This weekend, two prominent Catholics in Detroit made public statements suggesting that Catholics who support marriage equality or a woman’s right to an abortion should not receive communion. Archbishop Allen Vigneron suggested taking communion while opposing the Church’s positions would “logically bring shame for a double-dealing that is not unlike perjury.” Professor and Vatican legal adviser Edward Peters (father of National Organization for Marriage Communications Director Thomas Peters) said such Catholics “risk having holy Communion withheld from them… being rebuked and/or being sanctioned.”
On Monday, in an attempt at damage control, archdiocese spokesman Joe Kohn issued a statement confirming the validity of what Vigneron and Peters said:
KOHN: The archbishop’s focal point here is not “gay marriage”; it is a Catholic’s reception of Holy Communion. If a Catholic publicly opposes the church on a serious matter of the church’s teaching, any serious matter — for example, whether it be a rejection of the divinity of Christ, racist beliefs, support for abortion or support for redefining marriage — that would contradict the public affirmation they would make of the church’s beliefs by receiving Communion.
As the archbishop states, the pastors of the church are ready to assist Catholics to help them understand and avoid this conflict.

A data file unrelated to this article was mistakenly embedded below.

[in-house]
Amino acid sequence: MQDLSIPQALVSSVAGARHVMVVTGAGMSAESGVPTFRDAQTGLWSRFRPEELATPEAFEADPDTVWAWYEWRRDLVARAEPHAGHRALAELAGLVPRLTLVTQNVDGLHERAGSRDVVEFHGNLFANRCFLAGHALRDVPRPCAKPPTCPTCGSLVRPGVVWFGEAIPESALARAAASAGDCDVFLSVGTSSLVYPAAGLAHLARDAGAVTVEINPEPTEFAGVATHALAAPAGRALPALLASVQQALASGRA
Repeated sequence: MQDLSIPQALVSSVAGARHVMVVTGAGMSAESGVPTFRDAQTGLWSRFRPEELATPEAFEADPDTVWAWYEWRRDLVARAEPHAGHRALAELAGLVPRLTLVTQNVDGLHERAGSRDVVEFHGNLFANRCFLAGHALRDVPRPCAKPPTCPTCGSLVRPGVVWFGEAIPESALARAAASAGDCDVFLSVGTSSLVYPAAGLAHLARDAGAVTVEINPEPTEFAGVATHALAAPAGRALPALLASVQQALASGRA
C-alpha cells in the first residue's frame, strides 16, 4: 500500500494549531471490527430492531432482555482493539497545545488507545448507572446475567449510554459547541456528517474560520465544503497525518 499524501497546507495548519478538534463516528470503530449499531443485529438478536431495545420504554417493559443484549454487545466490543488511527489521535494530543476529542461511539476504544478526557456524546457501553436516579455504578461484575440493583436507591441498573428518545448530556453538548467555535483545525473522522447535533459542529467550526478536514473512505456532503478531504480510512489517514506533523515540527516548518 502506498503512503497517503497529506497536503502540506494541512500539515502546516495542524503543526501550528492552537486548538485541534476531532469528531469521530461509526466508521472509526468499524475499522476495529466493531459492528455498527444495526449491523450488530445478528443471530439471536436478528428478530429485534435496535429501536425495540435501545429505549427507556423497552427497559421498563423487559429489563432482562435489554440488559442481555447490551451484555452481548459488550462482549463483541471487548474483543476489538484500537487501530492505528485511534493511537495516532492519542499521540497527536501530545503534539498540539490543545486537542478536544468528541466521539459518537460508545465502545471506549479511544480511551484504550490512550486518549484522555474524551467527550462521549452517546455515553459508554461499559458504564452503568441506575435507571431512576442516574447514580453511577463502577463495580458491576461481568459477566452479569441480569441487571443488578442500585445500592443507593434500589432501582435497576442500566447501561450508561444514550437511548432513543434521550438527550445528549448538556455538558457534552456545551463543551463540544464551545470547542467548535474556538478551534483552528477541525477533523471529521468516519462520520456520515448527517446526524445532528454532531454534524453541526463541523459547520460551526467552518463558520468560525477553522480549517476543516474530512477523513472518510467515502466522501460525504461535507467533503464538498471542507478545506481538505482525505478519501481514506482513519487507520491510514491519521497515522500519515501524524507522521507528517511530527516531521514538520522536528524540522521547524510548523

This approach of pressuring Catholics out of full participation in the Church for non-conforming positions would be a significant reversal of the Church’s tactics. There continues to be a massive disconnect between the hierarchy of bishops and the millions of people who identify as Catholic, with polls consistently showing, for example, that Catholics support same-sex marriage at rates higher than the national average — even by double digit margins. The bishops attempting to influence social policy derive their symbolic power from the parishioners they represent, even if the Church structure is not a democracy. If they actually attempt to limit participation (and arguably membership) to just those who subscribe to the Church’s beliefs, they would have to eliminate more than half of their membership.
It remains unclear what kind of “assistance” pastors are prepared to provide, but it seems like the Church is prepared to threaten parishioners that they must choose between receiving the Blessed Sacrament or supporting their LGBT loved ones — a new interpretation of “bully pulpit.”